Norway is advanced in many aspects, and that includes its approach to design and architecture. Their upcoming exhibition at the London Design Biennale explores precisely the human approach to these disciplines that have a ripple effect on life and society in Norway. Reaching for Utopia constructs the idea that architecture can be used for the greater good of the community. Amongst the selected projects are a hospital, a light rail and a university. These are real environments that benefit real people.
Norway’s government is actively working on a plan with architecture that makes a difference. The London Design Biennale exhibition on Norway’s part is not the first time the subject is portrayed. In fact, the Royal Norwegian Embassy in London showcased 20 projects that are people-centre designs back in 2013. The history of collaboration between the UK and Norway has led both countries to centre architecture on a more inclusive level. This means that the design must work for communities, neighbourhoods, businesses and public services.
Meeting social needs while putting the community first is what these ongoing projects cater to. It was born from a UK government initiative back in 2000, which is ‘a process whereby designers ensure that their products and services address the needs of the widest possible audience’. Because Nordic governance is democratic to its fullest, the idea surrounds social equality gained from such systems. For 15 years now, Norway has been working on an action plan to implement inclusive design by the year 2025.
Design That Challenges Tradition
In a spirit to showcase the creativity behind a lot of Norwegian design, this year’s London Design Festival will host 100% Norway for the 13th time. The exhibition will take place between September 22nd and 25th, focusing on the tradition and heritage of Norwegian designs with the hopes of challenging people’s perspectives of what designs from the Nordic country are like. Seventeen designers will showcase work - from furniture to ceramics - which have been created to either explore typical techniques or, in some cases, challenge them.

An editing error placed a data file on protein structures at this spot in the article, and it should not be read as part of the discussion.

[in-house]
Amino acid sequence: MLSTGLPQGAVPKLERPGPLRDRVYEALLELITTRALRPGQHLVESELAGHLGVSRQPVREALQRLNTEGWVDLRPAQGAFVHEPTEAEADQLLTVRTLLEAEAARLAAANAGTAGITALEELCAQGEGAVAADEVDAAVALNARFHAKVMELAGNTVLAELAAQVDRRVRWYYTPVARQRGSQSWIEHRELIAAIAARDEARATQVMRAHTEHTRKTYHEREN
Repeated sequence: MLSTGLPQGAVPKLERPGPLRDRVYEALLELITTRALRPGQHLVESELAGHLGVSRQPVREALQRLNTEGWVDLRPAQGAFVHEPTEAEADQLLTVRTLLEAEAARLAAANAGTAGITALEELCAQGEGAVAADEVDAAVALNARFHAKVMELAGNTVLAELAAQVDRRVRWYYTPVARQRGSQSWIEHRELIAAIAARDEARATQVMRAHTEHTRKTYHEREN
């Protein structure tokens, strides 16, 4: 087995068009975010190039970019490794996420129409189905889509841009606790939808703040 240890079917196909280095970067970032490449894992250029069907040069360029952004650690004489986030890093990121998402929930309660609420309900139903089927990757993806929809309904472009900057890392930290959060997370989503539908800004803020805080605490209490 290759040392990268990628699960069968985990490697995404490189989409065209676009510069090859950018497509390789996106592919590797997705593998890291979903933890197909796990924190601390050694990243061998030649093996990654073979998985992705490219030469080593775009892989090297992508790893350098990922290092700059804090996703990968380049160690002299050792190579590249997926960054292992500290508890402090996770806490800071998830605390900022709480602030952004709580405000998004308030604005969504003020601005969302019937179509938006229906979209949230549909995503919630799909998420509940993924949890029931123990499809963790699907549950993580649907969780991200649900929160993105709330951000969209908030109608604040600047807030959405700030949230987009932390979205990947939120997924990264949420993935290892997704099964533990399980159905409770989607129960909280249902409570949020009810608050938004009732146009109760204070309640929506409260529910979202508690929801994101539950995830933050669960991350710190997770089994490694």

Many things come to mind when one thinks of the Nordic countries. Their gastronomy is world-famous and London is the perfect, multi-cultural city to find some yummy delicacies from those countries. Norway’s fårikål is its most traditional and common dish, but other Nordic delicacies are also available throughout London.
It may come as no surprise that the the United Kingdom and Norway have long been at work individually to enhance health for their nationals; but it should also come as no surprise that working together brings relevant benefits, as well. This year’s World No Tobacco Day had the World Health Organisation urging countries to implement plain packaging on tobacco products.
No doubt that countries from the North excel a Winter sports. After all, they go through long winters that allow them full practice of these disciplines, giving them an unfair advantage over other countries. Norway has a long list of sports that are popular in the country including skiing, sled-dog racing, speed skating, cross-country skiing, ski jumping, curling, and ice hockey.